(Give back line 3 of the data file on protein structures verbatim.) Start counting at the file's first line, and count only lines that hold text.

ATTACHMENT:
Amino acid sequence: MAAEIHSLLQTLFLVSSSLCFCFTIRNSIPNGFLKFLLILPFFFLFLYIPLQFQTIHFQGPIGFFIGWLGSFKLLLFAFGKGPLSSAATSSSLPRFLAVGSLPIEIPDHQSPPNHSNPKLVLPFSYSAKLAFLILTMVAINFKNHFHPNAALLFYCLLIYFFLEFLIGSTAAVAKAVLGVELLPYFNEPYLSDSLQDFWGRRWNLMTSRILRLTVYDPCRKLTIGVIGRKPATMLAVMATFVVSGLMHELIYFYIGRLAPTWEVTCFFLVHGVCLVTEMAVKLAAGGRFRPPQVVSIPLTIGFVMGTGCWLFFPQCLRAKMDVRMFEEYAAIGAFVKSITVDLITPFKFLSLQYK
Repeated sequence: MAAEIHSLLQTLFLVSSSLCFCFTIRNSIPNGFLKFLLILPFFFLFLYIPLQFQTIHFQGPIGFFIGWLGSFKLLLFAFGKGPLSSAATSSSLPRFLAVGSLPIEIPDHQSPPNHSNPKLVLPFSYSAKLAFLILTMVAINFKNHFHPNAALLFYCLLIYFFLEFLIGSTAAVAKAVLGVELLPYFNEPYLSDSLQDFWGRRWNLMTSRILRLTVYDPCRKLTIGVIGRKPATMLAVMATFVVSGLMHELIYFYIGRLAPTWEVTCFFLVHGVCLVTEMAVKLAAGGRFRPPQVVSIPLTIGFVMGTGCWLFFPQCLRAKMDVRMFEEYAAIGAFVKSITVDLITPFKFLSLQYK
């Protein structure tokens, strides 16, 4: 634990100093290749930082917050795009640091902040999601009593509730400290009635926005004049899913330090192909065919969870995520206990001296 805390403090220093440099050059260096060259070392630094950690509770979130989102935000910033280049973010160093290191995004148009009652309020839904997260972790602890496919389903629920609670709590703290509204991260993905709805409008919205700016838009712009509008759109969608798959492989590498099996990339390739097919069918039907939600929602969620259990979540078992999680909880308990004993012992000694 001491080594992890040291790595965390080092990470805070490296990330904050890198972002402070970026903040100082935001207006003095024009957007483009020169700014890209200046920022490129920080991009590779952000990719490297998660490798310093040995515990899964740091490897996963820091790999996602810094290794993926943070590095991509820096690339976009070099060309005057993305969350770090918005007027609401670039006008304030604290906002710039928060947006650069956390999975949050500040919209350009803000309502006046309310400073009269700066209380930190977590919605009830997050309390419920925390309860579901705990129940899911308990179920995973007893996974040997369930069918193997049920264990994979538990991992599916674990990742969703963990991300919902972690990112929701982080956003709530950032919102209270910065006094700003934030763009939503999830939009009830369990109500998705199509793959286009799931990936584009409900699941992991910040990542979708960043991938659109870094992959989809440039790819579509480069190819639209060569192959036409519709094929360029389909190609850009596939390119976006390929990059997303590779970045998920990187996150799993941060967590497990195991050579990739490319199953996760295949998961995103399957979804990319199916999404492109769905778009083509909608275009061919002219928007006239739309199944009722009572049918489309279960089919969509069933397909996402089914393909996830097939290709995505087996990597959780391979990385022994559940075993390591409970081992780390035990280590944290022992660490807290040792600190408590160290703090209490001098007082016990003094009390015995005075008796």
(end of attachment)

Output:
């Protein structure tokens, strides 16, 4: 634990100093290749930082917050795009640091902040999601009593509730400290009635926005004049899913330090192909065919969870995520206990001296 805390403090220093440099050059260096060259070392630094950690509770979130989102935000910033280049973010160093290191995004148009009652309020839904997260972790602890496919389903629920609670709590703290509204991260993905709805409008919205700016838009712009509008759109969608798959492989590498099996990339390739097919069918039907939600929602969620259990979540078992999680909880308990004993012992000694 001491080594992890040291790595965390080092990470805070490296990330904050890198972002402070970026903040100082935001207006003095024009957007483009020169700014890209200046920022490129920080991009590779952000990719490297998660490798310093040995515990899964740091490897996963820091790999996602810094290794993926943070590095991509820096690339976009070099060309005057993305969350770090918005007027609401670039006008304030604290906002710039928060947006650069956390999975949050500040919209350009803000309502006046309310400073009269700066209380930190977590919605009830997050309390419920925390309860579901705990129940899911308990179920995973007893996974040997369930069918193997049920264990994979538990991992599916674990990742969703963990991300919902972690990112929701982080956003709530950032919102209270910065006094700003934030763009939503999830939009009830369990109500998705199509793959286009799931990936584009409900699941992991910040990542979708960043991938659109870094992959989809440039790819579509480069190819639209060569192959036409519709094929360029389909190609850009596939390119976006390929990059997303590779970045998920990187996150799993941060967590497990195991050579990739490319199953996760295949998961995103399957979804990319199916999404492109769905778009083509909608275009061919002219928007006239739309199944009722009572049918489309279960089919969509069933397909996402089914393909996830097939290709995505087996990597959780391979990385022994559940075993390591409970081992780390035990280590944290022992660490807290040792600190408590160290703090209490001098007082016990003094009390015995005075008796």